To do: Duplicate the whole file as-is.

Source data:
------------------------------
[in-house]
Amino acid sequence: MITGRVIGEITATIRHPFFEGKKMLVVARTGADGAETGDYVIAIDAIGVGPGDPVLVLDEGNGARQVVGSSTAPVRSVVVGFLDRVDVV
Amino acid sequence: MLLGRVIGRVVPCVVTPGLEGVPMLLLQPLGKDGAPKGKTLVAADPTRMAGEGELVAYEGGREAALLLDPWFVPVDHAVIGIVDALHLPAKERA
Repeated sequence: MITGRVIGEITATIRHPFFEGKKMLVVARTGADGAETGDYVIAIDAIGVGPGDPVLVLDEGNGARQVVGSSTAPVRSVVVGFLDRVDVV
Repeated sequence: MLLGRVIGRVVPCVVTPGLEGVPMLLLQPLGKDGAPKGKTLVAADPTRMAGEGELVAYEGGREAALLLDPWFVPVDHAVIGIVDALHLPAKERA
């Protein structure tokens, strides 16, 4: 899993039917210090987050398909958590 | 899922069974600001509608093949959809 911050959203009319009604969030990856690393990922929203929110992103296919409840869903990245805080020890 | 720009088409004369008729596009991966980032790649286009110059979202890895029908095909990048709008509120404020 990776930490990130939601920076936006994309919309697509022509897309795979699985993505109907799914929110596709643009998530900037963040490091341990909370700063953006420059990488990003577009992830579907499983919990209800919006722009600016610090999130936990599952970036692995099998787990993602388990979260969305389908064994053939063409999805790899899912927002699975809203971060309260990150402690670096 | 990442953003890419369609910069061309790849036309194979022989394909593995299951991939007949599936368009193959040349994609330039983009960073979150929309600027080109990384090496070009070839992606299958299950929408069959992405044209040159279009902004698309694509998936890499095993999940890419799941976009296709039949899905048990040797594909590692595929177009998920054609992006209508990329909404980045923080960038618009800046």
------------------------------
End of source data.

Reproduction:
[in-house]
Amino acid sequence: MITGRVIGEITATIRHPFFEGKKMLVVARTGADGAETGDYVIAIDAIGVGPGDPVLVLDEGNGARQVVGSSTAPVRSVVVGFLDRVDVV
Amino acid sequence: MLLGRVIGRVVPCVVTPGLEGVPMLLLQPLGKDGAPKGKTLVAADPTRMAGEGELVAYEGGREAALLLDPWFVPVDHAVIGIVDALHLPAKERA
Repeated sequence: MITGRVIGEITATIRHPFFEGKKMLVVARTGADGAETGDYVIAIDAIGVGPGDPVLVLDEGNGARQVVGSSTAPVRSVVVGFLDRVDVV
Repeated sequence: MLLGRVIGRVVPCVVTPGLEGVPMLLLQPLGKDGAPKGKTLVAADPTRMAGEGELVAYEGGREAALLLDPWFVPVDHAVIGIVDALHLPAKERA
């Protein structure tokens, strides 16, 4: 899993039917210090987050398909958590 | 899922069974600001509608093949959809 911050959203009319009604969030990856690393990922929203929110992103296919409840869903990245805080020890 | 720009088409004369008729596009991966980032790649286009110059979202890895029908095909990048709008509120404020 990776930490990130939601920076936006994309919309697509022509897309795979699985993505109907799914929110596709643009998530900037963040490091341990909370700063953006420059990488990003577009992830579907499983919990209800919006722009600016610090999130936990599952970036692995099998787990993602388990979260969305389908064994053939063409999805790899899912927002699975809203971060309260990150402690670096 | 990442953003890419369609910069061309790849036309194979022989394909593995299951991939007949599936368009193959040349994609330039983009960073979150929309600027080109990384090496070009070839992606299958299950929408069959992405044209040159279009902004698309694509998936890499095993999940890419799941976009296709039949899905048990040797594909590692595929177009998920054609992006209508990329909404980045923080960038618009800046």